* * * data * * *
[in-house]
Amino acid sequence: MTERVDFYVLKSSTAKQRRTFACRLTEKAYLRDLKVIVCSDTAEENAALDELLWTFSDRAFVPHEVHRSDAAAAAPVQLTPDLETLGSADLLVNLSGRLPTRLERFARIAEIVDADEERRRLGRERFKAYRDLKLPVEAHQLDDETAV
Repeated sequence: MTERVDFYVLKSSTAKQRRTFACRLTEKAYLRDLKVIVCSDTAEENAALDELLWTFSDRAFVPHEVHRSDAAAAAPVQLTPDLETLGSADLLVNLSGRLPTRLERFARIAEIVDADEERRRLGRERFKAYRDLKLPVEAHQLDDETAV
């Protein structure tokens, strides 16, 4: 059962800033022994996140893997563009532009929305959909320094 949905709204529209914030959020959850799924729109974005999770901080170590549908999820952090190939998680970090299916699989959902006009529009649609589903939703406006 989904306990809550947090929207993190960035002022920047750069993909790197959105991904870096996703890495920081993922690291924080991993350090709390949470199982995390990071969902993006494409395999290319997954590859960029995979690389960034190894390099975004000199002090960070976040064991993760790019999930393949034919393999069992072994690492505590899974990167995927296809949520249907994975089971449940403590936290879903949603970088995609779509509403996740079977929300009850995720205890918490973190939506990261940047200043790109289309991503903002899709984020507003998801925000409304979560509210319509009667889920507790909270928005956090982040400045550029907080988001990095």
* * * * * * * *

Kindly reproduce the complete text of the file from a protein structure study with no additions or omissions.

[in-house]
Amino acid sequence: MTERVDFYVLKSSTAKQRRTFACRLTEKAYLRDLKVIVCSDTAEENAALDELLWTFSDRAFVPHEVHRSDAAAAAPVQLTPDLETLGSADLLVNLSGRLPTRLERFARIAEIVDADEERRRLGRERFKAYRDLKLPVEAHQLDDETAV
Repeated sequence: MTERVDFYVLKSSTAKQRRTFACRLTEKAYLRDLKVIVCSDTAEENAALDELLWTFSDRAFVPHEVHRSDAAAAAPVQLTPDLETLGSADLLVNLSGRLPTRLERFARIAEIVDADEERRRLGRERFKAYRDLKLPVEAHQLDDETAV
């Protein structure tokens, strides 16, 4: 059962800033022994996140893997563009532009929305959909320094 949905709204529209914030959020959850799924729109974005999770901080170590549908999820952090190939998680970090299916699989959902006009529009649609589903939703406006 989904306990809550947090929207993190960035002022920047750069993909790197959105991904870096996703890495920081993922690291924080991993350090709390949470199982995390990071969902993006494409395999290319997954590859960029995979690389960034190894390099975004000199002090960070976040064991993760790019999930393949034919393999069992072994690492505590899974990167995927296809949520249907994975089971449940403590936290879903949603970088995609779509509403996740079977929300009850995720205890918490973190939506990261940047200043790109289309991503903002899709984020507003998801925000409304979560509210319509009667889920507790909270928005956090982040400045550029907080988001990095």